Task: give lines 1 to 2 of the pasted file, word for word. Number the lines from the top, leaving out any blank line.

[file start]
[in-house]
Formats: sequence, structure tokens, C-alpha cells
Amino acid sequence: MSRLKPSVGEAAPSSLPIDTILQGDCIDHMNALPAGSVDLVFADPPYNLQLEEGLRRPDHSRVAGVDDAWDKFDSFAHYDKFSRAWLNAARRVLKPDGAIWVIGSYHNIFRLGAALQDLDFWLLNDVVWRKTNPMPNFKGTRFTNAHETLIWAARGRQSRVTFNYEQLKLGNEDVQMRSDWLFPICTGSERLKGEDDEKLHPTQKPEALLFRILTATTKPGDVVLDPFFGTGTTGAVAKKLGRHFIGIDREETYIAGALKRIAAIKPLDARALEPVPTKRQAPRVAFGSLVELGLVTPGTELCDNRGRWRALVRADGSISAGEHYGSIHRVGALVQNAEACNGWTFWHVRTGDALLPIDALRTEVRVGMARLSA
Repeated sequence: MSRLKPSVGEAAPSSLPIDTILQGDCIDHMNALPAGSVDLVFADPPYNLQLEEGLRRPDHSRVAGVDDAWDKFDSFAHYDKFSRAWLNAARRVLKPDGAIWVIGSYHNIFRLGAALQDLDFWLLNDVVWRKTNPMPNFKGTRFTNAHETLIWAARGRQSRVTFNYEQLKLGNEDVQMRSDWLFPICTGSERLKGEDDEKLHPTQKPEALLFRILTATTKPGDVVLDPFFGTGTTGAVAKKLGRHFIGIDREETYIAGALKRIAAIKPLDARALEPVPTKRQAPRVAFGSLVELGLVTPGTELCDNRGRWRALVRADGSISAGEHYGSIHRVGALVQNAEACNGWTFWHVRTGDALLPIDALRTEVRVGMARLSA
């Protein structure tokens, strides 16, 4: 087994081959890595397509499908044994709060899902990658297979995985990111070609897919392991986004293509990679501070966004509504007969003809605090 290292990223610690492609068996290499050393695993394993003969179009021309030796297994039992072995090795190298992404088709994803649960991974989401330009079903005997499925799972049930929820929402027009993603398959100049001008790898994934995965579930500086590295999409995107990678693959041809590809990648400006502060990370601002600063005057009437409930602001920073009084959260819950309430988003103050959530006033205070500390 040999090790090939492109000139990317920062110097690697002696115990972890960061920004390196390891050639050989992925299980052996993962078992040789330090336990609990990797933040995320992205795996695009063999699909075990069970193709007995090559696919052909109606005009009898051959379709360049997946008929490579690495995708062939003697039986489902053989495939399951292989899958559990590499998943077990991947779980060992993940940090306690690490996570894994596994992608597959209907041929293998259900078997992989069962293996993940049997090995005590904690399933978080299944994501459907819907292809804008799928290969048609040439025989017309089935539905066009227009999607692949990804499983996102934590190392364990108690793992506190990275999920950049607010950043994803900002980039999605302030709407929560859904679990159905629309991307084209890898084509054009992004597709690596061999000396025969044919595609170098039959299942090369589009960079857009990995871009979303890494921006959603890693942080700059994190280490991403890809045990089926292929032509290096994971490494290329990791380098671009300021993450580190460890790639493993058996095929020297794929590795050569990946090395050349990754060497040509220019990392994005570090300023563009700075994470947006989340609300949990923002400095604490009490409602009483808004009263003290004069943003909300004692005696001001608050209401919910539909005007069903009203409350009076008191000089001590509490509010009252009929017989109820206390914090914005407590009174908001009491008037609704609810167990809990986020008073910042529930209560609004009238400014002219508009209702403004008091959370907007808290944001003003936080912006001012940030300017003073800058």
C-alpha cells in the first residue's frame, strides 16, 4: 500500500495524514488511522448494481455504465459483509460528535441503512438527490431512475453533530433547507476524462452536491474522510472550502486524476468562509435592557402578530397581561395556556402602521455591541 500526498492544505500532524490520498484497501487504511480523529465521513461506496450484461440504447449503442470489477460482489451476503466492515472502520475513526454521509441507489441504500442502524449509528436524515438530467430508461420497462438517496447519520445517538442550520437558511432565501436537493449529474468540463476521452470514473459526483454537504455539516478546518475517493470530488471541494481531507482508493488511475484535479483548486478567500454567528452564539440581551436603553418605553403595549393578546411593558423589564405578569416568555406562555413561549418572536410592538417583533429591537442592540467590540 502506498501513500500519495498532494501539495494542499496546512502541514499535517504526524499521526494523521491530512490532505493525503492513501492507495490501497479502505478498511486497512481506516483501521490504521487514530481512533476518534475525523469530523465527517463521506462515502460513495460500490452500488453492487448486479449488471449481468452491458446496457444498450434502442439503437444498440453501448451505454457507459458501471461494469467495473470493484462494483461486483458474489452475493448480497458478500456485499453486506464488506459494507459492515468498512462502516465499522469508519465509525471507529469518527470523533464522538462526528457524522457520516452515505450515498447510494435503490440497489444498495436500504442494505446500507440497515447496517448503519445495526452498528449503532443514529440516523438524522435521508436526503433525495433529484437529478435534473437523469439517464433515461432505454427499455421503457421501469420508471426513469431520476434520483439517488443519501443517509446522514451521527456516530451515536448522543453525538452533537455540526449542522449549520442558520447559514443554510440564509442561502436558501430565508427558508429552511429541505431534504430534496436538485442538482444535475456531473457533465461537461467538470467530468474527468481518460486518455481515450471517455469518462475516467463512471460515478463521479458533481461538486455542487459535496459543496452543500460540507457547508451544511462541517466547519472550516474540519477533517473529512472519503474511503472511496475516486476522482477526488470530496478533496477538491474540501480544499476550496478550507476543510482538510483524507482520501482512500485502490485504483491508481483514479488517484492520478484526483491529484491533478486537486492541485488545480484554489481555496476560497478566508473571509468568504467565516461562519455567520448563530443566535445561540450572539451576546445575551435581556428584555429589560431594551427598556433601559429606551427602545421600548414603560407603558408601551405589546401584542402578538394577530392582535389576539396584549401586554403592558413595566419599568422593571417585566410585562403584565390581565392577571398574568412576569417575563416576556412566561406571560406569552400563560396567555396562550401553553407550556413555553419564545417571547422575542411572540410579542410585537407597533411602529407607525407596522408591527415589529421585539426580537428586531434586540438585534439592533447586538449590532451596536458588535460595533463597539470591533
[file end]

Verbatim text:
[in-house]
Formats: sequence, structure tokens, C-alpha cells